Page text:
I'm not sure what is usually most efficient.

And of course, some people read rules in different ways. Show me a page describing how to determine who plays first, and in what order, and what I'll see in my head is "Play proceeds clockwise, starting with an arbitrarily/randomly chosen player, the traditional manner of which can be dereferenced later when needed", and I'll probably say that. But someone else might see it in a completely different way we might find each other's distillings less helpful.

Sorry, I went on a bit. The main thing is to not worry about it so long as you come to some compromise.
toothycat
Dec. 29th, 2007 03:24 pm (UTC)
I like a chance to quietly read the rules if I am going to play a new game and it has a rulebook. If someone is loudly reading / paraphrasing them while I am trying to do this, this stops me concentrating. I usually appreciate the chance to judge for myself which sections of a game's rulebook are important, how they are to be interpreted etc. I find it helpful when reading documentation in general to paraphrase things to myself, but since I don't like other people doing it out loud around me as it stops me concentrating, I don't do it out loud either. I find I tend to be in the minority, though - most people in the groups I play in seem to prefer me to quietly read the rules on my own then explain them in my own words and maybe talk people through a turn. If there are just one or two other people in the group who also prefer to read the rules for themselves they usually read them in turn.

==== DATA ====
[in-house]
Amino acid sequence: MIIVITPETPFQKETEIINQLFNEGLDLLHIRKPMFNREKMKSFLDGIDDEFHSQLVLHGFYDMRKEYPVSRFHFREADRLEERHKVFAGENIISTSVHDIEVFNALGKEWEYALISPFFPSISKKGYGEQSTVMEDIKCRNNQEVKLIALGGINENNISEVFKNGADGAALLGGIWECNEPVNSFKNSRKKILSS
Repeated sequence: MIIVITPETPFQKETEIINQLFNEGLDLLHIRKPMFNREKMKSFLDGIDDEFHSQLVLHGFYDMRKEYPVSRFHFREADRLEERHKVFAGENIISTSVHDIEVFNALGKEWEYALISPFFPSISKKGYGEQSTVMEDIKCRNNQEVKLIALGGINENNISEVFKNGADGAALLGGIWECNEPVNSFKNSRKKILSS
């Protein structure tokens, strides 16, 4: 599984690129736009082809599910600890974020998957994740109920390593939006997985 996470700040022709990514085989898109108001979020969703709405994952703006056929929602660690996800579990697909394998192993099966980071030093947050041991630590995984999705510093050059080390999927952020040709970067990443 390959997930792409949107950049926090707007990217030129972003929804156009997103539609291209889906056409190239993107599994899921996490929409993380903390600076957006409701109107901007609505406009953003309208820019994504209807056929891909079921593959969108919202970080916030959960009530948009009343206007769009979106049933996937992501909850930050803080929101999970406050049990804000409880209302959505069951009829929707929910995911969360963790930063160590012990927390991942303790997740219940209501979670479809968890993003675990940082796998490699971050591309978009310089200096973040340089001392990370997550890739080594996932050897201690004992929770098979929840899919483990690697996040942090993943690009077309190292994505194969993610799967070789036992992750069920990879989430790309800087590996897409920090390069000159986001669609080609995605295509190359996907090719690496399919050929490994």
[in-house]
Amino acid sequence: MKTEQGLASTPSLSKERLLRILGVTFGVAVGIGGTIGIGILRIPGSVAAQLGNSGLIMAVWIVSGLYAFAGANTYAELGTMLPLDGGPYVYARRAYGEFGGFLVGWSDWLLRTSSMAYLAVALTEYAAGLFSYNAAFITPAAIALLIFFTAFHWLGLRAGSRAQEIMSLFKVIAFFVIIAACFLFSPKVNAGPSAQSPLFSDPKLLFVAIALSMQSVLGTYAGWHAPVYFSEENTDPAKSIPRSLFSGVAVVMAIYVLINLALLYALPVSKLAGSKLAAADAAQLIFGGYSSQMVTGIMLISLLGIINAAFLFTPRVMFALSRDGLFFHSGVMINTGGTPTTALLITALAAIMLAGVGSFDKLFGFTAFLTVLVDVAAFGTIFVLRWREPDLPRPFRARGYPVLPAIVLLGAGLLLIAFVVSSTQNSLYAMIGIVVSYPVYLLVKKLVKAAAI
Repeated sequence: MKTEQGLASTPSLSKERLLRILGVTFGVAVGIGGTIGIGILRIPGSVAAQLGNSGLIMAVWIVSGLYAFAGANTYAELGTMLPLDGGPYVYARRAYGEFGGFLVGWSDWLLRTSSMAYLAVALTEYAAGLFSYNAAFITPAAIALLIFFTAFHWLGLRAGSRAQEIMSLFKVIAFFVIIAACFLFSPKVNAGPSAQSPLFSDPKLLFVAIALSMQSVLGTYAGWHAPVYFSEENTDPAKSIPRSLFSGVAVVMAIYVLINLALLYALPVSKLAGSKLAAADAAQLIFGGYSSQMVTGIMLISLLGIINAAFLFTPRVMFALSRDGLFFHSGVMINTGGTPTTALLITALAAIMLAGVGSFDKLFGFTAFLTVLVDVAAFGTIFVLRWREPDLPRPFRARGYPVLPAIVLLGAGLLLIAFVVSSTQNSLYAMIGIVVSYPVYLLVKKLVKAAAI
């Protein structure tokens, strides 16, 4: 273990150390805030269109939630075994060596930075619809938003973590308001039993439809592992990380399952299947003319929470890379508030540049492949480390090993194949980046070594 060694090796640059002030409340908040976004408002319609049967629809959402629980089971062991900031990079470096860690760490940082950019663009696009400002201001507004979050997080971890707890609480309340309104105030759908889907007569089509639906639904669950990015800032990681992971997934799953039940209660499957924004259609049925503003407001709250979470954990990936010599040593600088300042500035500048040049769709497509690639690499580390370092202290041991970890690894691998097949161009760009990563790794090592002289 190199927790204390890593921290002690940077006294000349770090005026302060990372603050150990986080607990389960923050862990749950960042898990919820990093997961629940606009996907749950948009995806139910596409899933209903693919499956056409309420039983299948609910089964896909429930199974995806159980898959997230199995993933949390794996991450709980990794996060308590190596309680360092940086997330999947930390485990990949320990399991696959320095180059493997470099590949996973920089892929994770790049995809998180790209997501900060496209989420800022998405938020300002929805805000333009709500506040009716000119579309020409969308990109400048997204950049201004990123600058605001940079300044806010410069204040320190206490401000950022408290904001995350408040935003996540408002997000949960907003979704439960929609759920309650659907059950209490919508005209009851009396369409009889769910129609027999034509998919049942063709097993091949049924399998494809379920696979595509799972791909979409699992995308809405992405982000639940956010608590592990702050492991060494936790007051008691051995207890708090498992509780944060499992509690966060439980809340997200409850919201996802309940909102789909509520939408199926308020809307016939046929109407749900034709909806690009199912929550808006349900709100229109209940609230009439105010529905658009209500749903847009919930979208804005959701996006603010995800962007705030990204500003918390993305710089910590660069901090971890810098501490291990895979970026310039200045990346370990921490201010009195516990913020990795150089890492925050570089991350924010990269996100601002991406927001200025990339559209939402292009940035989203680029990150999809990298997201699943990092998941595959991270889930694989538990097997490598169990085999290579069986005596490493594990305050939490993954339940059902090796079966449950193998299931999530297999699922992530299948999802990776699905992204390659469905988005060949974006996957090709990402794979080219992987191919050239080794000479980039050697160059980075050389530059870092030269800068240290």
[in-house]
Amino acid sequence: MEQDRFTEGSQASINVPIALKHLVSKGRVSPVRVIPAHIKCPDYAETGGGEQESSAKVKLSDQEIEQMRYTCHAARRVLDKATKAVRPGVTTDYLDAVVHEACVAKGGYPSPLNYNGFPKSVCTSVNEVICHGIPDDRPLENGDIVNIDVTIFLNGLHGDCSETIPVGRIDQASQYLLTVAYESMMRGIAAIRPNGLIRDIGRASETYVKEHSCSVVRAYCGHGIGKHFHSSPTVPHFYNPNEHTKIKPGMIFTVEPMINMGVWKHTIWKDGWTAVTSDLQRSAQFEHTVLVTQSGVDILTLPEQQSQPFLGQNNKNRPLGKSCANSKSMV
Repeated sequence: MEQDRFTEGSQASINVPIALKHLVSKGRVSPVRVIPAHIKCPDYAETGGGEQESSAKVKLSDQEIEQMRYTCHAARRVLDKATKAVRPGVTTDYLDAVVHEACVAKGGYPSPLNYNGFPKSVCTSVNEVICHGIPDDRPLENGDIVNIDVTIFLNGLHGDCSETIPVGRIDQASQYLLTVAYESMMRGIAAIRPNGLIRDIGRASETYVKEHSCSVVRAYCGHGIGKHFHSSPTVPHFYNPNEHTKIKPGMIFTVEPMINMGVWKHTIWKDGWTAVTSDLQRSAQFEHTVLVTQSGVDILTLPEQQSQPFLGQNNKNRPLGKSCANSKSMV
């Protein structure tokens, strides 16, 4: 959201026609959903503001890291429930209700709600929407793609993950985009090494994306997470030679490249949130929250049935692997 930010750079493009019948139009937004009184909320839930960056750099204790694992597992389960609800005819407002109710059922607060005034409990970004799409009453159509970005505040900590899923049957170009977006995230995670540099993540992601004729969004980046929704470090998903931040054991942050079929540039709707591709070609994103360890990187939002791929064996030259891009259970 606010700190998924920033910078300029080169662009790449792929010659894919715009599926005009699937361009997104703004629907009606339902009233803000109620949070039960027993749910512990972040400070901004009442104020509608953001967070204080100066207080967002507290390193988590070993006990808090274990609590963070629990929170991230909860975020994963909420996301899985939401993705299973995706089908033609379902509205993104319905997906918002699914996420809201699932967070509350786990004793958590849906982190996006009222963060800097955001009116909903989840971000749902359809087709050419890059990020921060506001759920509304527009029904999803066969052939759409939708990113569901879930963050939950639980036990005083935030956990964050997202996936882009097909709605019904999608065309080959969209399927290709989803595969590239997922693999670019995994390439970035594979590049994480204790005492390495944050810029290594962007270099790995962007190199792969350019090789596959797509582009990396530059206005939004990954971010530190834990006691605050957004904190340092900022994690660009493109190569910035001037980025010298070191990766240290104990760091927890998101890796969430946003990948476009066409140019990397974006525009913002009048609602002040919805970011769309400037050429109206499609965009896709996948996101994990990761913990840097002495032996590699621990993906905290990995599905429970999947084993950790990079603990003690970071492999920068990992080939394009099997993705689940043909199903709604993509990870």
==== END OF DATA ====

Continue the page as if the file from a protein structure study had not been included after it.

alextfish
Dec. 29th, 2007 03:48 pm (UTC)
Mmm, yes. I specifically wanted to exclude the circumstance where someone (e.g. me) has had a chance to open the box before people gather, and read and understand the rules themselves on their own. When I receive a new game, that's actually what I'll often do, so that when we come to play it for the first time, I already know something of what I'm explaining.

So I view that as generally preferable, if it's an option. The poll was more specifically about when that's not an option - people say "Oh, we've got New Game X, shall we play it?" and we're having to figure it out as we go.
toothycat
Dec. 29th, 2007 04:30 pm (UTC)
Well, yes. Even in the situation you describe, though - which I did have in mind when writing my reply, as it is not at all uncommon - I still prefer the chance to quietly read the rules myself before playing, while being able to concentrate on what I am reading, to all other options. A trial playthrough of a turn can also be very helpful. I don't mind whether everyone else then or beforehand also individually or communally reads the rules, or I or someone else explain them to other people or whatever, it makes no difference to me so long as everyone else is happy. Obviously if other people in the group have played before and have developed house rules, or if there is no rulebook, there is no option but to have the game explained to me verbally.